Time Out says
Fans get the big-screen adaptation of their dreams, though a casual viewer may wonder what all the fuss is about.
In a cine-scape crowded with superhero smackdowns, sometimes it’s nice just to watch a film that wants you to worry about the whereabouts of some vegetables. That film is Downton Abbey, a big old comfort blanket of a movie stitched together from vignettes involving a problematic ball gown and an unfortunate outbreak of rain. It’s as nourishing as one of Mrs. Patmore’s crumpets—and about as edgy.
Anyone unfamiliar with the ins and outs of TV’s Downton may get a little lost in its small army of pre–WWII characters and their already half-started plotlines. But prior knowledge of the show isn’t essential. This is a movie that knows what its core audience wants and provides it in spades. Everyone gets their moment to shine, and Maggie Smith’s acid-tongued Dowager Countess (basically Thanos in a tiara) gets about 17 of them. Her snarky asides and catty rivalry with Imelda Staunton’s similarly formidable aristocrat are a highlight. Smith steals every scene she’s in, troweling each line with ironic disdain, though David Haig is also quite fun as a controlling royal butler. King George V is coming to the mansion for a visit, setting all in a spin; nothing less than the house’s reputation is at stake.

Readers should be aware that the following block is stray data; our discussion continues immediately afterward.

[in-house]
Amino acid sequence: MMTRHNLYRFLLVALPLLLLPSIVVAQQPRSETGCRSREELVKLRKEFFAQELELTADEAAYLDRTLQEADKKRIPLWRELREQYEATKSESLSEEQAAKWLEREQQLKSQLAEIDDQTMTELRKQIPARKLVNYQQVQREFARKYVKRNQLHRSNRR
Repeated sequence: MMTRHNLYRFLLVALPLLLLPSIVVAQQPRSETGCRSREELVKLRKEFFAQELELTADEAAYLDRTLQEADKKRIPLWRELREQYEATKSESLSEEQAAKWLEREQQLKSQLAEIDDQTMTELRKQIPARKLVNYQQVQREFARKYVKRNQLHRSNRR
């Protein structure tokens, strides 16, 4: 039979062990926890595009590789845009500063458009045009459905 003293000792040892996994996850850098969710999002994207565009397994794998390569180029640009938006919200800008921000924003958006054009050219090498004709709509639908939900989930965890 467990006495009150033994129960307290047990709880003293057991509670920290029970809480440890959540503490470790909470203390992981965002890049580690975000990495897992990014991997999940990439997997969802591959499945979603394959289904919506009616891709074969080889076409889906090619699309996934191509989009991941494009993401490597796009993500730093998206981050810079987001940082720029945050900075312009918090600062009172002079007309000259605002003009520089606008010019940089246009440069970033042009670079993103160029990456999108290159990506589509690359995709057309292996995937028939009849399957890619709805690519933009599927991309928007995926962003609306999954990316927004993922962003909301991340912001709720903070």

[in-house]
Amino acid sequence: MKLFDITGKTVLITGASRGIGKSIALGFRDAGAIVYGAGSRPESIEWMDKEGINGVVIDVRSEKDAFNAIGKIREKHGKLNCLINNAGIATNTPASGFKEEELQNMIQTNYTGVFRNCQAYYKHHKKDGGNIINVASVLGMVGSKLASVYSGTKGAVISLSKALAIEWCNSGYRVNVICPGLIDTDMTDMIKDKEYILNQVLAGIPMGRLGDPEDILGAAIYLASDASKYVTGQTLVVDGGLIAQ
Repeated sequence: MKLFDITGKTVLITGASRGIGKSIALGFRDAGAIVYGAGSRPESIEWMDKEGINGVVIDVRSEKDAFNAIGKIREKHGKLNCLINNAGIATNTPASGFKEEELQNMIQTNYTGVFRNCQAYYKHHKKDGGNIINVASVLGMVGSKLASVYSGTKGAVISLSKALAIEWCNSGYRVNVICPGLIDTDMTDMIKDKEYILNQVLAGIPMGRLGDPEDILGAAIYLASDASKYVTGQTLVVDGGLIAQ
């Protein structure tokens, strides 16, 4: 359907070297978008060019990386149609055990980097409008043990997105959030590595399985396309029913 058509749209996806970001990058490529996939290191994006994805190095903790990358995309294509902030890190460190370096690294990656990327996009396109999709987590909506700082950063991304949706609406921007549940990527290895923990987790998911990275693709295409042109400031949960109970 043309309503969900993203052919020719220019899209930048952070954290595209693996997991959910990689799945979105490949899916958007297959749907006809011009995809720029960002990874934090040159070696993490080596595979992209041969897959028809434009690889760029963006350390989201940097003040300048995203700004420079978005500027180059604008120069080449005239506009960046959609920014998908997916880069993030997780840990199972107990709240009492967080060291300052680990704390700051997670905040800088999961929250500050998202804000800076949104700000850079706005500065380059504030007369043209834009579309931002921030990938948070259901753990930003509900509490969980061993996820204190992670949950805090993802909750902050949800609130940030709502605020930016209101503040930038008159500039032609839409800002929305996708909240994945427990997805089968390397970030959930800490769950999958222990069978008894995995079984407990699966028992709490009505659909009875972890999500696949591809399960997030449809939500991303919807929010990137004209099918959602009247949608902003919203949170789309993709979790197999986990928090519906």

Downton Abbey is definitely not kicking over any antique tables, despite a gentle nod to society’s changing sexual mores in the storyline of gay butler Thomas Barrow (Rob James-Collier). As you’re taking in the umpteenth gauzy shot of the English countryside, it’s easy to forget that screenwriter and creator Julian Fellowes once wrote Robert Altman’s Gosford Park, a thistle-sharp interrogation of the U.K.’s class system. Everyone knows their place in this world, and no one seems in a particular hurry to leave it. Fans will understand that feeling. Yes, it’s basically an episode of the show stretched out to two hours, but like the Crawley family silver, it’s so polished you can practically see your face in it.
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